Student Projects

Characterising CD4+ T cell responses during parasitic infections

Project Supervisor/s

Suitable for PhD or Honours students.

Inflammation is a complex biological response of the body to injury, infection or other harmful stimuli. It is a protective mechanism that helps to remove the cause of injury and initiate the healing process. Immune regulation refers to the mechanisms that control inflammation to ensure that it functions properly and does not cause damage to the body’s own tissues. The immune system has a delicate balance between being responsive to pathogens and harmful invaders, while also avoiding overreaction or autoimmunity.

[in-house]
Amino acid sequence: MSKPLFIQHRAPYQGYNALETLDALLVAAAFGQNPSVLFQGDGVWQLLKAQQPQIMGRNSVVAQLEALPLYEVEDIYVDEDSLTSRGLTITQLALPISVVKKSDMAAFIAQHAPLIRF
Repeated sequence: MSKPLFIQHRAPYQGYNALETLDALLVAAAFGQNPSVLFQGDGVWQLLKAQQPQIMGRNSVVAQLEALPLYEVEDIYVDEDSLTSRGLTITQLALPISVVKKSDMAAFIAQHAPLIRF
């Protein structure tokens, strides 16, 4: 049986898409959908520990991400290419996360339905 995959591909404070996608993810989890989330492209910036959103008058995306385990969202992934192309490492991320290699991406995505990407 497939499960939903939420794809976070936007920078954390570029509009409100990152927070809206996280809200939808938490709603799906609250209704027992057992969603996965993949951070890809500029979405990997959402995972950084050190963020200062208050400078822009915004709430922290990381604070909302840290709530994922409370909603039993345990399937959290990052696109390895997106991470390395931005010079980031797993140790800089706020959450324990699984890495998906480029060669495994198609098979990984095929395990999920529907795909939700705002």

CD4+ T cells play critical roles in coordinating immune responses and differentiating into functional subsets best suited to control pathogen growth, as well as controlling resulting inflammation. We hypothesise that the composition of anti-parasitic CD4+ T cells subsets that develop during parasitic infection determines the outcome of disease. Furthermore, CD4+ T cell subset composition can be manipulated to improve vaccine and drug efficacy to establish long-term immunity.


To test this hypothesis, we will address the following Aims:

  1. Define CD4+ T cell molecular and phenotypic signatures associated with parasite control.
  2. Develop strategies to modulate CD4+ T cells to improve their anti-parasitic functions.
  3. Test host-directed strategies in pre-clinical disease models and primary human CD4+ T cells.

To apply for this project, please contact the project supervisor/s

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